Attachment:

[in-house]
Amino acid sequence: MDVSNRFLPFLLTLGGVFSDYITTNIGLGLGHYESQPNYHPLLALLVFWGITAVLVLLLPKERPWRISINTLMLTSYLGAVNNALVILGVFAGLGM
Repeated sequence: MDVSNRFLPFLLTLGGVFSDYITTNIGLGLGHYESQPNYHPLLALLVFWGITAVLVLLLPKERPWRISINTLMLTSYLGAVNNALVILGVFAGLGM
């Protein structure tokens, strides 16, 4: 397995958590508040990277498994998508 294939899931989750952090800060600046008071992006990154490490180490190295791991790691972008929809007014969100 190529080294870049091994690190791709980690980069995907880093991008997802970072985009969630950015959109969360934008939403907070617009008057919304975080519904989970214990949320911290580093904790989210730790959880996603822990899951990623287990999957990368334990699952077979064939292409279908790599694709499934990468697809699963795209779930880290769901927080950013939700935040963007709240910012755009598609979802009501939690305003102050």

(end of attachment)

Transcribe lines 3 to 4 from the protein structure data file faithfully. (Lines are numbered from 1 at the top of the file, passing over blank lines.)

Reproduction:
Repeated sequence: MDVSNRFLPFLLTLGGVFSDYITTNIGLGLGHYESQPNYHPLLALLVFWGITAVLVLLLPKERPWRISINTLMLTSYLGAVNNALVILGVFAGLGM
């Protein structure tokens, strides 16, 4: 397995958590508040990277498994998508 294939899931989750952090800060600046008071992006990154490490180490190295791991790691972008929809007014969100 190529080294870049091994690190791709980690980069995907880093991008997802970072985009969630950015959109969360934008939403907070617009008057919304975080519904989970214990949320911290580093904790989210730790959880996603822990899951990623287990999957990368334990699952077979064939292409279908790599694709499934990468697809699963795209779930880290769901927080950013939700935040963007709240910012755009598609979802009501939690305003102050």